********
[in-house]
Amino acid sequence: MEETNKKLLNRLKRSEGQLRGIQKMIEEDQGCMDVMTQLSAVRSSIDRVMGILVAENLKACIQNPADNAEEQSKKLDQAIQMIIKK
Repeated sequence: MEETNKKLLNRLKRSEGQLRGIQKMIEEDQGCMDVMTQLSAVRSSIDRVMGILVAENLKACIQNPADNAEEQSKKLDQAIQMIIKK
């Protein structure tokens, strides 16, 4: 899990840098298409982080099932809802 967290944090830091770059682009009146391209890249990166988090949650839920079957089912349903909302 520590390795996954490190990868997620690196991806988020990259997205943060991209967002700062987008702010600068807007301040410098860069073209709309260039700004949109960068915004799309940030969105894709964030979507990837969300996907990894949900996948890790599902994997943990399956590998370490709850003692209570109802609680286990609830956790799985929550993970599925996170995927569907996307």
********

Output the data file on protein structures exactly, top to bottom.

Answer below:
[in-house]
Amino acid sequence: MEETNKKLLNRLKRSEGQLRGIQKMIEEDQGCMDVMTQLSAVRSSIDRVMGILVAENLKACIQNPADNAEEQSKKLDQAIQMIIKK
Repeated sequence: MEETNKKLLNRLKRSEGQLRGIQKMIEEDQGCMDVMTQLSAVRSSIDRVMGILVAENLKACIQNPADNAEEQSKKLDQAIQMIIKK
């Protein structure tokens, strides 16, 4: 899990840098298409982080099932809802 967290944090830091770059682009009146391209890249990166988090949650839920079957089912349903909302 520590390795996954490190990868997620690196991806988020990259997205943060991209967002700062987008702010600068807007301040410098860069073209709309260039700004949109960068915004799309940030969105894709964030979507990837969300996907990894949900996948890790599902994997943990399956590998370490709850003692209570109802609680286990609830956790799985929550993970599925996170995927569907996307």